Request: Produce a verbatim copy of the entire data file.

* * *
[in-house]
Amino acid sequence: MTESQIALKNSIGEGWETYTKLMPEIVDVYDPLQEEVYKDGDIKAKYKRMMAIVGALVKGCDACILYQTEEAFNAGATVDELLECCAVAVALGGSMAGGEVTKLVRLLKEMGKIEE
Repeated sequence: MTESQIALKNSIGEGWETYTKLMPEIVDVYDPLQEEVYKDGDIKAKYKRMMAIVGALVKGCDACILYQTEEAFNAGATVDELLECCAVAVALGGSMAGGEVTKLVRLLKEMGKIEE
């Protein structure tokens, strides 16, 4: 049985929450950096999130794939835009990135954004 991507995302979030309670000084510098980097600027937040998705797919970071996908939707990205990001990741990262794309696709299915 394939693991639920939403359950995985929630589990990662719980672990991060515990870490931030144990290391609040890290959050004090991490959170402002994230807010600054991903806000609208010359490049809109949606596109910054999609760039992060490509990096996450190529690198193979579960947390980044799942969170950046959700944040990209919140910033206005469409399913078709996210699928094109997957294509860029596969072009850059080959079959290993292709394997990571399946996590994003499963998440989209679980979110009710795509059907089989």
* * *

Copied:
[in-house]
Amino acid sequence: MTESQIALKNSIGEGWETYTKLMPEIVDVYDPLQEEVYKDGDIKAKYKRMMAIVGALVKGCDACILYQTEEAFNAGATVDELLECCAVAVALGGSMAGGEVTKLVRLLKEMGKIEE
Repeated sequence: MTESQIALKNSIGEGWETYTKLMPEIVDVYDPLQEEVYKDGDIKAKYKRMMAIVGALVKGCDACILYQTEEAFNAGATVDELLECCAVAVALGGSMAGGEVTKLVRLLKEMGKIEE
């Protein structure tokens, strides 16, 4: 049985929450950096999130794939835009990135954004 991507995302979030309670000084510098980097600027937040998705797919970071996908939707990205990001990741990262794309696709299915 394939693991639920939403359950995985929630589990990662719980672990991060515990870490931030144990290391609040890290959050004090991490959170402002994230807010600054991903806000609208010359490049809109949606596109910054999609760039992060490509990096996450190529690198193979579960947390980044799942969170950046959700944040990209919140910033206005469409399913078709996210699928094109997957294509860029596969072009850059080959079959290993292709394997990571399946996590994003499963998440989209679980979110009710795509059907089989």